Moving on, other notable and distinctive city landmarks includes the “Bridge of Sighs” at Hertford college. Unlike the Cambridge version over a river, this Bridge of Sighs is a ground skyway joining two parts of Hertford College over New College Lane.
You can also visit the Sheldonian Theatre, the city’s premiere performing arts and concert building. Also, the theater is Oxford’s university’s Congregation venue. Here, degree ceremonies are conferred. The theater was designed by Sir Christopher Wren between 1664 and 1668.
Oxford Museums and the Ashmolem
Moreover, the City of Oxford is a university city and a place of academia. In addition, the university town is home to 38 different colleges littered all around the city. The city is also home to a couple of world class museums. Also, the museums also serves as repositories of the various university departments of interest. Here are 3 museums worthy of a visit on your stay. Also, you could spend at least a whole afternoon at each of these museums if you were to go through each gallery in detail.
Furthermore, a must-visit museum here will be the Ashmolem museum. Founded in 1683, it is an arts museum and home to significant collections of art and archaeology. Also, this includes works by Michelangelo, Leonardo da Vinci, Turner, and Picasso to name afew.
Notably, for the record, the Ashmolean Museum is the oldest in the UK. It is also the oldest university museum in the world. Also, here, you can find museum treasures such as the Parian Marble, the Alfred Jewel, a Scorpion Macehead, and a pristine Stradivarius fine violin (“The Messiah”).
Natural History museum
Additionally, The Oxford University Museum of Natural History showcases the university’s zoological, geological and entomological specimens curated over centuries. The museum sits in the University’s Science Area along Parks Road, in a large neo-Gothic building. It has a similar vibe similar to the London Natural History museum we previously explored in London.
Also, here, you can find dinosaur skeletons, such as that of a Tyrannosaurus Rex and a Triceratops. You can also find one of the most complete remains of a dodo in the world. Notably, the museum also hosts the Simonyi Professorship of the Public Understanding of Science (by Marcus du Sautoy).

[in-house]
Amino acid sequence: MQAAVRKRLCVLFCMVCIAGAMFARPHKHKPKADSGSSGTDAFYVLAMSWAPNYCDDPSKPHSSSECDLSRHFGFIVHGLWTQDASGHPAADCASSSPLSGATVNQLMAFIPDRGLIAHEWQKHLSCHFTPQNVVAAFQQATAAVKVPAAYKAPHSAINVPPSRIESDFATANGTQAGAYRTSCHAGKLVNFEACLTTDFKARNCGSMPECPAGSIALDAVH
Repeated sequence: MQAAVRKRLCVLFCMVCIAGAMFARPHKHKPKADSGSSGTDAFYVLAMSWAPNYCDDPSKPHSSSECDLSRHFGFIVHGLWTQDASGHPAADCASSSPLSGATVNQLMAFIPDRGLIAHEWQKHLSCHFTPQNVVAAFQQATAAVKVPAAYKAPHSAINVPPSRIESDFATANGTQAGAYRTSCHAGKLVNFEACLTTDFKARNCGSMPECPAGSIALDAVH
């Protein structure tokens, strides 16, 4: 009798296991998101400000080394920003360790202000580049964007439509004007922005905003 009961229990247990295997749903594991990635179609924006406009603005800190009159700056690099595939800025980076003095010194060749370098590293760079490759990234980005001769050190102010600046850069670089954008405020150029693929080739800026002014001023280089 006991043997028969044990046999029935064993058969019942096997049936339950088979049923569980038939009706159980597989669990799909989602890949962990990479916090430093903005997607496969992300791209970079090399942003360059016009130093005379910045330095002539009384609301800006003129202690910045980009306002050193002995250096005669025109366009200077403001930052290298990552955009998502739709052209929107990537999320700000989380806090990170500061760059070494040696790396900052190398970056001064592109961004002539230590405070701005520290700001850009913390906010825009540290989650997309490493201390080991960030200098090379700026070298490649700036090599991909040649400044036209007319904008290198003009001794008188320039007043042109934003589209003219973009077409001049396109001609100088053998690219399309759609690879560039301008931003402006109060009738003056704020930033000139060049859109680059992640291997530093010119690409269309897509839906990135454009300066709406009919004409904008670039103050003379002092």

Moreover, adjacent the Museum of Natural History is the Pitt Rivers Museum. Founded in 1884, the museum is home to over 500,000 archaeological and anthropological collections.
Also, this section of the Natural History museum is named after General Augustus Pitt Rivers, who donated generously in support of the museum, to establish a lectureship in anthropology. Interestingly, museum staff here are also teach the anthropology topic at Oxford since its foundation.
Wrapping up is the University Science museum. Called the Museum of the History of Science, it sits on Broad St in the world’s oldest-surviving purpose-built museum building. Also, it is home to over 15,000 artefacts covering the history of science from antiquity to the 20th century.
Notable items include measurement and surgical instruments used in the medical department, as well as early astrology devices and telescopes. Also, a minor museum here is the Faculty of Music along St Aldate’s. You can find the Bate Collection of Musical Instruments from Western classical music dating up from the medieval periods onwards.
All in all, you could cover the entire English Oxford city highlights in an entire day. Though I would recommend staying for at least 2-3 days if you were to take in the city and museums at your own time. There is a lot of knowledge and unique areas of interests you can dig into here into this nice cosy university city town of Oxford University.